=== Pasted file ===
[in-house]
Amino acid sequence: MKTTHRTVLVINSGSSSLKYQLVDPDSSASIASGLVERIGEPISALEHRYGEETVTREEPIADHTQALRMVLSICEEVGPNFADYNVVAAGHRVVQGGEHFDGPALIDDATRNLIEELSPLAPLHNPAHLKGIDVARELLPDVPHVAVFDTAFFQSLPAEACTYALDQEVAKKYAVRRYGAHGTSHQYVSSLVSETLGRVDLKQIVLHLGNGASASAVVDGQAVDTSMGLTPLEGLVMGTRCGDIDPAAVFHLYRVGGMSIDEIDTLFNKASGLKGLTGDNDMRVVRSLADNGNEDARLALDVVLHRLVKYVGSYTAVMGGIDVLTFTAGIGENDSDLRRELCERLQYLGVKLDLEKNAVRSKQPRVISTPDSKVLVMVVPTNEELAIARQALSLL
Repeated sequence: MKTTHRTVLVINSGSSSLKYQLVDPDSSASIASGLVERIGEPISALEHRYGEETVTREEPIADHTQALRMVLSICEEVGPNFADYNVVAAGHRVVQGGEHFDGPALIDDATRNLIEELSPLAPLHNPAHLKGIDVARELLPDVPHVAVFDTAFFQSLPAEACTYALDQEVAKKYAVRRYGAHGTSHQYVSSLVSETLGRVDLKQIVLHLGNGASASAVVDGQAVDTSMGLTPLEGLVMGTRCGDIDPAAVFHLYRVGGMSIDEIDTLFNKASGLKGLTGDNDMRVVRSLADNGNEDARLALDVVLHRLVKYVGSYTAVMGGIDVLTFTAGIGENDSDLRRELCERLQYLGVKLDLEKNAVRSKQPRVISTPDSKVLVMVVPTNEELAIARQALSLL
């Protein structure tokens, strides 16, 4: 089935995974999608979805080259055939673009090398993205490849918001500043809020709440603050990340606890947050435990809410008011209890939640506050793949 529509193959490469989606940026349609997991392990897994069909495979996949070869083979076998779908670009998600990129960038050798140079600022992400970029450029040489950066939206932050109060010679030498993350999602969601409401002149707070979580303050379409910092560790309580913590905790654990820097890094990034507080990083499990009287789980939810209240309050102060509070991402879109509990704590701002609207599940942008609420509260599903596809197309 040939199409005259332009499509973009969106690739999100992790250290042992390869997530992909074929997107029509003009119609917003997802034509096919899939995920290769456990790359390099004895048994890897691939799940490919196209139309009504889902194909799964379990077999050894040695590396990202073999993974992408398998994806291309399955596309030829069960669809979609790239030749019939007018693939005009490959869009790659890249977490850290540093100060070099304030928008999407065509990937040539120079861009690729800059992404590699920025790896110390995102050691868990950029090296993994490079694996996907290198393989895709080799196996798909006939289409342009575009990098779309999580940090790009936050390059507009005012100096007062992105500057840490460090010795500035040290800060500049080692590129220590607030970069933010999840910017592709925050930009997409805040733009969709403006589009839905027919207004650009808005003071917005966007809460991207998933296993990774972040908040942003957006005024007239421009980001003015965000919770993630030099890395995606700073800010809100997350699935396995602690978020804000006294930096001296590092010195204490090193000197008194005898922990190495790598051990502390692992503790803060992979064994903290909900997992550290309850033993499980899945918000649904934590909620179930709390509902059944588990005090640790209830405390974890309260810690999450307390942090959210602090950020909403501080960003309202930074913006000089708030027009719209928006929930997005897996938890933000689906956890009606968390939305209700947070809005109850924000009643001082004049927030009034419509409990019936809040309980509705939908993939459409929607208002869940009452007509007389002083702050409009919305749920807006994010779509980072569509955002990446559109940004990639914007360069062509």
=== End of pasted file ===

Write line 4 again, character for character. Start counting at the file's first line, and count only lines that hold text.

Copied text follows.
């Protein structure tokens, strides 16, 4: 089935995974999608979805080259055939673009090398993205490849918001500043809020709440603050990340606890947050435990809410008011209890939640506050793949 529509193959490469989606940026349609997991392990897994069909495979996949070869083979076998779908670009998600990129960038050798140079600022992400970029450029040489950066939206932050109060010679030498993350999602969601409401002149707070979580303050379409910092560790309580913590905790654990820097890094990034507080990083499990009287789980939810209240309050102060509070991402879109509990704590701002609207599940942008609420509260599903596809197309 040939199409005259332009499509973009969106690739999100992790250290042992390869997530992909074929997107029509003009119609917003997802034509096919899939995920290769456990790359390099004895048994890897691939799940490919196209139309009504889902194909799964379990077999050894040695590396990202073999993974992408398998994806291309399955596309030829069960669809979609790239030749019939007018693939005009490959869009790659890249977490850290540093100060070099304030928008999407065509990937040539120079861009690729800059992404590699920025790896110390995102050691868990950029090296993994490079694996996907290198393989895709080799196996798909006939289409342009575009990098779309999580940090790009936050390059507009005012100096007062992105500057840490460090010795500035040290800060500049080692590129220590607030970069933010999840910017592709925050930009997409805040733009969709403006589009839905027919207004650009808005003071917005966007809460991207998933296993990774972040908040942003957006005024007239421009980001003015965000919770993630030099890395995606700073800010809100997350699935396995602690978020804000006294930096001296590092010195204490090193000197008194005898922990190495790598051990502390692992503790803060992979064994903290909900997992550290309850033993499980899945918000649904934590909620179930709390509902059944588990005090640790209830405390974890309260810690999450307390942090959210602090950020909403501080960003309202930074913006000089708030027009719209928006929930997005897996938890933000689906956890009606968390939305209700947070809005109850924000009643001082004049927030009034419509409990019936809040309980509705939908993939459409929607208002869940009452007509007389002083702050409009919305749920807006994010779509980072569509955002990446559109940004990639914007360069062509």